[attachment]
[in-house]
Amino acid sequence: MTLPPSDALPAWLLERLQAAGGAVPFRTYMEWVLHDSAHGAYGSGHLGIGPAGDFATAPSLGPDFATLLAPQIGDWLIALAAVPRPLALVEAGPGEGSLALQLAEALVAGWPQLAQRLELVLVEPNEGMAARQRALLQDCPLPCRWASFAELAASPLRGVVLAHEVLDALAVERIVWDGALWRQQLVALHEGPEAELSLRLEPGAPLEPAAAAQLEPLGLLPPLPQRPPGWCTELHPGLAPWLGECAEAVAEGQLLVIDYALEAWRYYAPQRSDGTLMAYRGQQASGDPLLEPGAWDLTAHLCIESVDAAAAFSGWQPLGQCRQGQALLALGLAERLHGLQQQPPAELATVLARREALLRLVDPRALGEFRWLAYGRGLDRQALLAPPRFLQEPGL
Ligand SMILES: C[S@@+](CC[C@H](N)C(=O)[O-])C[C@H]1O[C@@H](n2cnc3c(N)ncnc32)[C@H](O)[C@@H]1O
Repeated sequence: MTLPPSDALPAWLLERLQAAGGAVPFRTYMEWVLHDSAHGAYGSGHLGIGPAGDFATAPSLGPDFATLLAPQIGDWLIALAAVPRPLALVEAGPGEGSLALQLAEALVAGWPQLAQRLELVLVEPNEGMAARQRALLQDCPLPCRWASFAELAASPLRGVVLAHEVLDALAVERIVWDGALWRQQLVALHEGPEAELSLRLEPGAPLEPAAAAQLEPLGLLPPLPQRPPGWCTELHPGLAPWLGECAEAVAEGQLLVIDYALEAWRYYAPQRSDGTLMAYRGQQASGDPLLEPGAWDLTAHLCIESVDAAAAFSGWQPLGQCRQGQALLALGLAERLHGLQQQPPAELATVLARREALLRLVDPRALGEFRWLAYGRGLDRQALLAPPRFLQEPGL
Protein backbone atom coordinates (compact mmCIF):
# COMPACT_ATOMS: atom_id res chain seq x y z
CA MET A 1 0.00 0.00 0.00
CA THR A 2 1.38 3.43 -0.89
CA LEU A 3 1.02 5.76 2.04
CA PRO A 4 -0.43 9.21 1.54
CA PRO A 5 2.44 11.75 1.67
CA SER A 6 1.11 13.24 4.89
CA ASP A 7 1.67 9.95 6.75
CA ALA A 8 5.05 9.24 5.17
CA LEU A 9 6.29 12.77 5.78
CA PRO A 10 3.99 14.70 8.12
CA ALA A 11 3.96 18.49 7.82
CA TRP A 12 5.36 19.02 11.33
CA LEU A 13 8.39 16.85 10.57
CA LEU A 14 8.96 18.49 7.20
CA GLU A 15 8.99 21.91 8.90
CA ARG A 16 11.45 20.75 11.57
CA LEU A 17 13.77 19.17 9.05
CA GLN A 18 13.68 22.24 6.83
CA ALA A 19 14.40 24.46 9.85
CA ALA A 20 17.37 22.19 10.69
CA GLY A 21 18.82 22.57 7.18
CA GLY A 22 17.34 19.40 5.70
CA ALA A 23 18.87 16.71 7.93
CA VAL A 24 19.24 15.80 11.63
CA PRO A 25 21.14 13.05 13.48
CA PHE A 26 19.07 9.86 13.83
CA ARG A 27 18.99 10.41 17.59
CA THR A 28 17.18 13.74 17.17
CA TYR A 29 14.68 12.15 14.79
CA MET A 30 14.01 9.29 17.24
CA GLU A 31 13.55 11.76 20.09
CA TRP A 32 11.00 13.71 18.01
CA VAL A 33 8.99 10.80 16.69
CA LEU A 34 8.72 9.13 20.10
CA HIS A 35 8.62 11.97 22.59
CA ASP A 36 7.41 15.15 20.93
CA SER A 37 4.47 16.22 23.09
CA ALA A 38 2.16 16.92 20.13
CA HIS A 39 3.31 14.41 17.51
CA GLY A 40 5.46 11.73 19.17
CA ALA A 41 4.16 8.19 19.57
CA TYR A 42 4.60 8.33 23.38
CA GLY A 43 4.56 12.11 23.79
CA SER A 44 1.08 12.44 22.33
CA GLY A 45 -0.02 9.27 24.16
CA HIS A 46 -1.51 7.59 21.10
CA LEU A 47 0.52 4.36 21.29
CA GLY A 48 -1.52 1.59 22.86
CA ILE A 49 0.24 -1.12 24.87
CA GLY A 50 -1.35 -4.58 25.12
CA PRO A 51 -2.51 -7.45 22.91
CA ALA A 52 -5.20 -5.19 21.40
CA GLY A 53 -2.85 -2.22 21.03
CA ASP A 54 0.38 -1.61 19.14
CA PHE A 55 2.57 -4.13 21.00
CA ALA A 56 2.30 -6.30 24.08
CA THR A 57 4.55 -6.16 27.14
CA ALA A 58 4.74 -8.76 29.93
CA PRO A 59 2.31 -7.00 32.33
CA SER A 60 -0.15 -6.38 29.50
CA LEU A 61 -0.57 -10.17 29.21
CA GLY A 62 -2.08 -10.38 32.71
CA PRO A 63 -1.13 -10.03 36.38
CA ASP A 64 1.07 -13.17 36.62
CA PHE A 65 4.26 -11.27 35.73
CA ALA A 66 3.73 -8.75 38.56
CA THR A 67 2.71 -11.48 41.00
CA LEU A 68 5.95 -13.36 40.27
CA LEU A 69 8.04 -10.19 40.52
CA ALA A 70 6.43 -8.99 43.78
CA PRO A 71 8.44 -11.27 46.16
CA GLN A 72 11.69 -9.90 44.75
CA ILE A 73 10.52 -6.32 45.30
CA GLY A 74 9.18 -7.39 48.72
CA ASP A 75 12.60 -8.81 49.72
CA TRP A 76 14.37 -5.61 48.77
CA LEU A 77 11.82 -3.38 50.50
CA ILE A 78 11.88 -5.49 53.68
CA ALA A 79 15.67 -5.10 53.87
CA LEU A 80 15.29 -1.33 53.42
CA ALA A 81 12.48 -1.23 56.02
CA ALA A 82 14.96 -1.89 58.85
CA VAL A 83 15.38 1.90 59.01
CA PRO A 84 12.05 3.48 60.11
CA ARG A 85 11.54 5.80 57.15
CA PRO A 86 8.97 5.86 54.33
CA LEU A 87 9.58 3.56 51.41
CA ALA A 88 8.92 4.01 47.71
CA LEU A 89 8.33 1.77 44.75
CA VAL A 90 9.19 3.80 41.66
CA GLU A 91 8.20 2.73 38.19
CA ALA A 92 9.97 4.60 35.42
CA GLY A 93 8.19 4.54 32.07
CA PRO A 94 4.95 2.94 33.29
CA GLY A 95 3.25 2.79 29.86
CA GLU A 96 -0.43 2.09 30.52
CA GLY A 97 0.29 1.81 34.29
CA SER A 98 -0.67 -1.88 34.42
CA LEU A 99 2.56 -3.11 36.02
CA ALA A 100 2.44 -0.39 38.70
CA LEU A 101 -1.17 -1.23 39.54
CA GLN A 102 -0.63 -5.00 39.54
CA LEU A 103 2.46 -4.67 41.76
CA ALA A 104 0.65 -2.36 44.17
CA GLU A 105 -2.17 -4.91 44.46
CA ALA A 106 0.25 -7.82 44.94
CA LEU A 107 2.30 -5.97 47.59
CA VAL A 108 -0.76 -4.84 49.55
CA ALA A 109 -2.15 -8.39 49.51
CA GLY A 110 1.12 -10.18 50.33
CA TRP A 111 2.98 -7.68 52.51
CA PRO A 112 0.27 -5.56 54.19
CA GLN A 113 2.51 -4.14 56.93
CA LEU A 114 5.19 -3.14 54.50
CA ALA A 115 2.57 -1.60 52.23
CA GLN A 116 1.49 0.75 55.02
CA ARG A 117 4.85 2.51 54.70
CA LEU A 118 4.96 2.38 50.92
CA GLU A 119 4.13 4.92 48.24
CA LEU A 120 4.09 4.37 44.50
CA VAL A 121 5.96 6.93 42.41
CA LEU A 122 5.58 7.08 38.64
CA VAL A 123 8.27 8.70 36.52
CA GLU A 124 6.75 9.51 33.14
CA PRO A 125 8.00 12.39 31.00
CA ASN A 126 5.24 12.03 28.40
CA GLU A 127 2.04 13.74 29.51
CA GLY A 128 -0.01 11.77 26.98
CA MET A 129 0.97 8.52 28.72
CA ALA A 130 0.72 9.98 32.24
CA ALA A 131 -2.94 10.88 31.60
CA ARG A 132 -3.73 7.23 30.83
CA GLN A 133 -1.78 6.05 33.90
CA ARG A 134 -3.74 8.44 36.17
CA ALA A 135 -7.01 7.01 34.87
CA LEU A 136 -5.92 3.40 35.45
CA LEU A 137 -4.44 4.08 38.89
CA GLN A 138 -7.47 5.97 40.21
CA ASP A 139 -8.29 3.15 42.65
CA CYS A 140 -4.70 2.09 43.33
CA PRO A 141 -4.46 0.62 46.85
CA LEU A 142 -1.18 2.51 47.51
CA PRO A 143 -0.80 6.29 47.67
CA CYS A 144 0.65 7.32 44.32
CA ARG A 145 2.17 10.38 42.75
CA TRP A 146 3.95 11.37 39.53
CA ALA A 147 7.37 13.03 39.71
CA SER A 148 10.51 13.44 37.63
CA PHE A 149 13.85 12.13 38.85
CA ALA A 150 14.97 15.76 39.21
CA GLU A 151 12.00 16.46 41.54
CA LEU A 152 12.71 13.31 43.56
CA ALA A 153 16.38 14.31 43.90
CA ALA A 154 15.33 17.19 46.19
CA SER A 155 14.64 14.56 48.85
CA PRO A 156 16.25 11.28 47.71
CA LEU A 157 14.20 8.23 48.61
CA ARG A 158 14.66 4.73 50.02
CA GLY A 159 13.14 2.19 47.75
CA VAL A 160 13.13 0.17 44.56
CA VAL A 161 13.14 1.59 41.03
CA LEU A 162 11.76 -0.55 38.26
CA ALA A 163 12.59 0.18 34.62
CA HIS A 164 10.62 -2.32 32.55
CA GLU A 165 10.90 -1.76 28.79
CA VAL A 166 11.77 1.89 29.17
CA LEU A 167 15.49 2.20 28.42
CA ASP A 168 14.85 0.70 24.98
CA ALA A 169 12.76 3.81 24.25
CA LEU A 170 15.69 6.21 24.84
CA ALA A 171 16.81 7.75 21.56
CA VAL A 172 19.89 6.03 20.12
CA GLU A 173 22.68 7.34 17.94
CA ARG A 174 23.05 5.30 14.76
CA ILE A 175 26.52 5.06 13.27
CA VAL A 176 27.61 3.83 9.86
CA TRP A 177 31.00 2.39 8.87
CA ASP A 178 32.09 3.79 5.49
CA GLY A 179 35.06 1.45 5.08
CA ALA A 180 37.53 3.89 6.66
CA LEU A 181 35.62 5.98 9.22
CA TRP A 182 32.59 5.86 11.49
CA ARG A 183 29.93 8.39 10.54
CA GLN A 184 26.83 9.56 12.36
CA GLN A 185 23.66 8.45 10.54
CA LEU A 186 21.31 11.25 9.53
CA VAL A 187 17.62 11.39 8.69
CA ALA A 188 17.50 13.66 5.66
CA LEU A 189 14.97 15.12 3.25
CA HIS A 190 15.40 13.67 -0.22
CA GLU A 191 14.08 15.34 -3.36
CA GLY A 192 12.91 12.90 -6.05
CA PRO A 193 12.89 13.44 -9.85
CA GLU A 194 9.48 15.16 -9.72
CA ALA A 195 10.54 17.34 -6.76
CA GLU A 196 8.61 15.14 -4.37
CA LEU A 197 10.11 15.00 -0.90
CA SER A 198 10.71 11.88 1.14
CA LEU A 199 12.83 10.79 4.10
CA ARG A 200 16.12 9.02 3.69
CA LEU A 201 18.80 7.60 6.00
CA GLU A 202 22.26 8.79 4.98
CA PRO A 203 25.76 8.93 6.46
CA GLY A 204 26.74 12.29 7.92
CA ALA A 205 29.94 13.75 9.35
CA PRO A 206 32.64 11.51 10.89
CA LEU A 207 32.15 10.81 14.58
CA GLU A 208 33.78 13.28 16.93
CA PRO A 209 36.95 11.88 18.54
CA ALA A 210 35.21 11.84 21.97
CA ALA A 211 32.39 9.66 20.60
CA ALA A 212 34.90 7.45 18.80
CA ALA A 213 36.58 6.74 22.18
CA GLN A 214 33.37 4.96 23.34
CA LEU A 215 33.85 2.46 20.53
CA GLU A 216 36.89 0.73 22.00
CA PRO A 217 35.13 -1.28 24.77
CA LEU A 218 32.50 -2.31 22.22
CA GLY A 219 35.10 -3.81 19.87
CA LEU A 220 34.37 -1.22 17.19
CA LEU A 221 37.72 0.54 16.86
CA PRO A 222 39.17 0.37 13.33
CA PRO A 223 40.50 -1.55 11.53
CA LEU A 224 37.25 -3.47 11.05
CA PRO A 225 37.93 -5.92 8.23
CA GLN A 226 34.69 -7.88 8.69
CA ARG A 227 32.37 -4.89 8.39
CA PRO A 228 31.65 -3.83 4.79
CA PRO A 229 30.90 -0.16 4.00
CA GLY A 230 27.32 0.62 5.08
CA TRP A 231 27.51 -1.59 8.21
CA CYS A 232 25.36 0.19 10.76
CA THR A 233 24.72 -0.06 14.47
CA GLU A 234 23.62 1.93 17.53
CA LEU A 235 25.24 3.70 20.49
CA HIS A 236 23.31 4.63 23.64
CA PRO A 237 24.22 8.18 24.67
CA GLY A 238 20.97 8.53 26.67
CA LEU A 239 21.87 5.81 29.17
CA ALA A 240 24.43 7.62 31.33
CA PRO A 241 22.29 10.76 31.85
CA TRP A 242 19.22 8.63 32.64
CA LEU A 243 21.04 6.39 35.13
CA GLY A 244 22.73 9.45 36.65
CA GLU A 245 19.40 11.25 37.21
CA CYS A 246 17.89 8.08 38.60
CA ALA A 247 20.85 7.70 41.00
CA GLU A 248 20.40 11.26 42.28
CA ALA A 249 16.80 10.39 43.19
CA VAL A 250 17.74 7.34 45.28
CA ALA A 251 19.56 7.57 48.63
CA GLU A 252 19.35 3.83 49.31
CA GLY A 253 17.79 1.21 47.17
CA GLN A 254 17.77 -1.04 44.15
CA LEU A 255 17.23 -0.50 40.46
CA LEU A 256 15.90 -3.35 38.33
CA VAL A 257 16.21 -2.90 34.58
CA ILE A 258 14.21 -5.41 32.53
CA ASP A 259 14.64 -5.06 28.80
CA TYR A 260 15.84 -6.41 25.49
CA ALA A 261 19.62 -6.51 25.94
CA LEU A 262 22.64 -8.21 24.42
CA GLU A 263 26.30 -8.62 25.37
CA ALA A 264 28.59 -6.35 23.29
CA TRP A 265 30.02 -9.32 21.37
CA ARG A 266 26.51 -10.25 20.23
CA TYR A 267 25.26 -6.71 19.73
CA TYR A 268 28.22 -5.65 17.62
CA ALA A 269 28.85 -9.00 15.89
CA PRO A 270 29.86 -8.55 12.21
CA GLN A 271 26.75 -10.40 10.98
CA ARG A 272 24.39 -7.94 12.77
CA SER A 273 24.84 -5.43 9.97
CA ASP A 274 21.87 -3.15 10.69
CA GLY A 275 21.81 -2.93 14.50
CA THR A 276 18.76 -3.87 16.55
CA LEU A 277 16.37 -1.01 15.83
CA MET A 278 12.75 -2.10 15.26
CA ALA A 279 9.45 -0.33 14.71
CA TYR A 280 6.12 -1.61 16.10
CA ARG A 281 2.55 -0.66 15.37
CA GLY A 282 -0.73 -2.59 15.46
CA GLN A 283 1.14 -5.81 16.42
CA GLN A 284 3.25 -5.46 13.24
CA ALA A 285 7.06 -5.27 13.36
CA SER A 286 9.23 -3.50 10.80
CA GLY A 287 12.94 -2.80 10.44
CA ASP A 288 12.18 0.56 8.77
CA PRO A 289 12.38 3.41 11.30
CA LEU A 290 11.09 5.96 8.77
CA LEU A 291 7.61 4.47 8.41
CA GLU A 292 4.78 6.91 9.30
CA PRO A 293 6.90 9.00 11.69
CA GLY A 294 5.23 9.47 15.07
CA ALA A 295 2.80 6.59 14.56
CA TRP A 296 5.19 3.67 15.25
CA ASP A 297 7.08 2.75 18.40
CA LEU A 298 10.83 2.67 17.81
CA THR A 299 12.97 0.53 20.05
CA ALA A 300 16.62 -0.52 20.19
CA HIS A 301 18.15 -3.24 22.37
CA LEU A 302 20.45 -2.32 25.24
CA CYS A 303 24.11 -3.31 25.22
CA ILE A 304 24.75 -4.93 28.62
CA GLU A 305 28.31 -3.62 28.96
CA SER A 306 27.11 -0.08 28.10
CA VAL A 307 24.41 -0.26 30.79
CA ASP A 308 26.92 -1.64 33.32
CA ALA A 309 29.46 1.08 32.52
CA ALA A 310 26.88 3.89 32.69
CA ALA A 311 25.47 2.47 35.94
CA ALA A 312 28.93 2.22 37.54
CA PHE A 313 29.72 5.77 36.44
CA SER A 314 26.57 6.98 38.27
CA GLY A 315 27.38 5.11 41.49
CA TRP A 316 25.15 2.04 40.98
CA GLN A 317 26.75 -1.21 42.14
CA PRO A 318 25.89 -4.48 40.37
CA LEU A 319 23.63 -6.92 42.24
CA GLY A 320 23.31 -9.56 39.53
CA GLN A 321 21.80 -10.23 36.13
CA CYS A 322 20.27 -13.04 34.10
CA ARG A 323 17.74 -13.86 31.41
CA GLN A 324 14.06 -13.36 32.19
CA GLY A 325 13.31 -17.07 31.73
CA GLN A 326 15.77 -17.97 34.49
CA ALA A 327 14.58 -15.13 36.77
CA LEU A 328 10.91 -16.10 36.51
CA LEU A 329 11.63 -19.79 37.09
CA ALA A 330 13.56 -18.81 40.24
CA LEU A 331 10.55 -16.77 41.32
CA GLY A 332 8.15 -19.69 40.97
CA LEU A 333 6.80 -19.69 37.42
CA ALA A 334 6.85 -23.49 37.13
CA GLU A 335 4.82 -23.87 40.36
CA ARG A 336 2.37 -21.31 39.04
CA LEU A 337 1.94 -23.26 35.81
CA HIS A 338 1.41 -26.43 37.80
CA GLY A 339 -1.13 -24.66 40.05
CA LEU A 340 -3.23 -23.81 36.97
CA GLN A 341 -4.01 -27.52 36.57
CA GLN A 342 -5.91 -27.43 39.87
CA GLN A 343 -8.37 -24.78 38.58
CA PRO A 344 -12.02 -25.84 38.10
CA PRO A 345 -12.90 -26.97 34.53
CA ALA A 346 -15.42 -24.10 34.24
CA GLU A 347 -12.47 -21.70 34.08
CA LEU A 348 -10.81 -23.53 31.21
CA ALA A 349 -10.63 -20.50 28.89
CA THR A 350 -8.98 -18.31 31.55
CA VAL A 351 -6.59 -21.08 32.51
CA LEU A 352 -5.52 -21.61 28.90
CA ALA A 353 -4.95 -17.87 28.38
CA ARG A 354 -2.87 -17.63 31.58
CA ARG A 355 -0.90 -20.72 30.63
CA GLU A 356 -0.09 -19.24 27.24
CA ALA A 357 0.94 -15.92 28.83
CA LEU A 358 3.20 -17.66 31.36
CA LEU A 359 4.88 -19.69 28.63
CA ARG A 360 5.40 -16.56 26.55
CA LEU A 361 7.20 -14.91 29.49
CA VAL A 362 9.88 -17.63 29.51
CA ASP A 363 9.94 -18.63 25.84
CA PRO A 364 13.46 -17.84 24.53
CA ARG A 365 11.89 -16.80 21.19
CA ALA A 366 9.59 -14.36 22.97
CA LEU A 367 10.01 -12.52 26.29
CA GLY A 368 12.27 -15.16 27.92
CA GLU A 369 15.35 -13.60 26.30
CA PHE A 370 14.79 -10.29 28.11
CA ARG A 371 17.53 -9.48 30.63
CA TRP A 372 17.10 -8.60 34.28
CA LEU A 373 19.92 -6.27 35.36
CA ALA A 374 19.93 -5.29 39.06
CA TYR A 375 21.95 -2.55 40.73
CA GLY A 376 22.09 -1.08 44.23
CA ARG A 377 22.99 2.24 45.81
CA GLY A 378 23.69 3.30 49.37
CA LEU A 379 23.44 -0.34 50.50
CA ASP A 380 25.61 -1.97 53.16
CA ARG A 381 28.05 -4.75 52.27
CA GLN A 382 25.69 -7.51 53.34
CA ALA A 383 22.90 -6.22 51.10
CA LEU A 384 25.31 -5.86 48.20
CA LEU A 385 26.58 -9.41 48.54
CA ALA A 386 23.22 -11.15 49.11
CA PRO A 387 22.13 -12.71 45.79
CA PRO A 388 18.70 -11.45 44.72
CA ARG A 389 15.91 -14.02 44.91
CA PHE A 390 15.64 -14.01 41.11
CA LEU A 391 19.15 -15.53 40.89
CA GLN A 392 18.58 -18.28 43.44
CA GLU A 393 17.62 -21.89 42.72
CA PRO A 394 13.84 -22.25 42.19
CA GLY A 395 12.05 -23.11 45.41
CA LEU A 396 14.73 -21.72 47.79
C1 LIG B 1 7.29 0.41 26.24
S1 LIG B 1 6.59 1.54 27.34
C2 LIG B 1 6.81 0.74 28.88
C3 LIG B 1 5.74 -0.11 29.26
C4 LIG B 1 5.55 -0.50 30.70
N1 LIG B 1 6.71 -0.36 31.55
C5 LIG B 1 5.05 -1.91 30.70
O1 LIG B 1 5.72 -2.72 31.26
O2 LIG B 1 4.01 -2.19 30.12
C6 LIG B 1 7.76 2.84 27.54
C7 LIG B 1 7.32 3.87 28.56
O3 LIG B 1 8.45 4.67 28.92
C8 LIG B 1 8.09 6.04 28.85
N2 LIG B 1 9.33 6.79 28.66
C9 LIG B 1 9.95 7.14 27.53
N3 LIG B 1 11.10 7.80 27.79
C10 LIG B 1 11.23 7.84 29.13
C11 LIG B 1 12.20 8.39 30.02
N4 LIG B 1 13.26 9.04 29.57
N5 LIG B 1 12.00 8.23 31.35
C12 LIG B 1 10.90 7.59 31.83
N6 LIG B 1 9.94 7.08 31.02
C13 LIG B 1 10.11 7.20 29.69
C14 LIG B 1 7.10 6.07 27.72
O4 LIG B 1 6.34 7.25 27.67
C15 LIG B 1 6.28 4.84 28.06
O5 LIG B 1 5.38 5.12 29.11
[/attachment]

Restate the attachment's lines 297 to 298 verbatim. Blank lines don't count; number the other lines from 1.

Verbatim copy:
CA LEU A 291 7.61 4.47 8.41
CA GLU A 292 4.78 6.91 9.30